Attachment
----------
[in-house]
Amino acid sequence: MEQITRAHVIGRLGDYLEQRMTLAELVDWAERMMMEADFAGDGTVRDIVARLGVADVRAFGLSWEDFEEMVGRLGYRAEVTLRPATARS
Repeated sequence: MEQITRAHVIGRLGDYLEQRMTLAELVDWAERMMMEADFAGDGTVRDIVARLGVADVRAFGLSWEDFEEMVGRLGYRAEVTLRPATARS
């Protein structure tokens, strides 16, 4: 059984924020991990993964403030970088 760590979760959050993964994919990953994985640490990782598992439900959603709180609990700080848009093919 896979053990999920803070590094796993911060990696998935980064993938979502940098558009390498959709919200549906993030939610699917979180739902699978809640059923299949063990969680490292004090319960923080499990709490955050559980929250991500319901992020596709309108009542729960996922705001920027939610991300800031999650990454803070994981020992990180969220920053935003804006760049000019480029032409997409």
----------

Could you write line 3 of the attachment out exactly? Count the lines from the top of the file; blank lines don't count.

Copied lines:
Repeated sequence: MEQITRAHVIGRLGDYLEQRMTLAELVDWAERMMMEADFAGDGTVRDIVARLGVADVRAFGLSWEDFEEMVGRLGYRAEVTLRPATARS